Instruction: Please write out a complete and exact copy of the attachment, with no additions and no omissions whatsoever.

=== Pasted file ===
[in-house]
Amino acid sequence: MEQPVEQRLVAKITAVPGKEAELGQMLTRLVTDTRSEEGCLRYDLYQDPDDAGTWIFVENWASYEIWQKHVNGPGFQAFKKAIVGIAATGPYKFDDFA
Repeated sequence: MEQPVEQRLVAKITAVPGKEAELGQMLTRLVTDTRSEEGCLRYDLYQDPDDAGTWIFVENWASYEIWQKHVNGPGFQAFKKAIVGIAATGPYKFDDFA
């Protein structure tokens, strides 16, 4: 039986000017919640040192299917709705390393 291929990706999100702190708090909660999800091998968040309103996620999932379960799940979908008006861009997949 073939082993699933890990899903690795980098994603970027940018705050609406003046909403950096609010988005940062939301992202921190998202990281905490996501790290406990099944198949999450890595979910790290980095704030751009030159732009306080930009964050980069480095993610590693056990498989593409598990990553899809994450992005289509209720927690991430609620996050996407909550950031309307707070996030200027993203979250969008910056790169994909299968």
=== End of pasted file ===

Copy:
[in-house]
Amino acid sequence: MEQPVEQRLVAKITAVPGKEAELGQMLTRLVTDTRSEEGCLRYDLYQDPDDAGTWIFVENWASYEIWQKHVNGPGFQAFKKAIVGIAATGPYKFDDFA
Repeated sequence: MEQPVEQRLVAKITAVPGKEAELGQMLTRLVTDTRSEEGCLRYDLYQDPDDAGTWIFVENWASYEIWQKHVNGPGFQAFKKAIVGIAATGPYKFDDFA
């Protein structure tokens, strides 16, 4: 039986000017919640040192299917709705390393 291929990706999100702190708090909660999800091998968040309103996620999932379960799940979908008006861009997949 073939082993699933890990899903690795980098994603970027940018705050609406003046909403950096609010988005940062939301992202921190998202990281905490996501790290406990099944198949999450890595979910790290980095704030751009030159732009306080930009964050980069480095993610590693056990498989593409598990990553899809994450992005289509209720927690991430609620996050996407909550950031309307707070996030200027993203979250969008910056790169994909299968």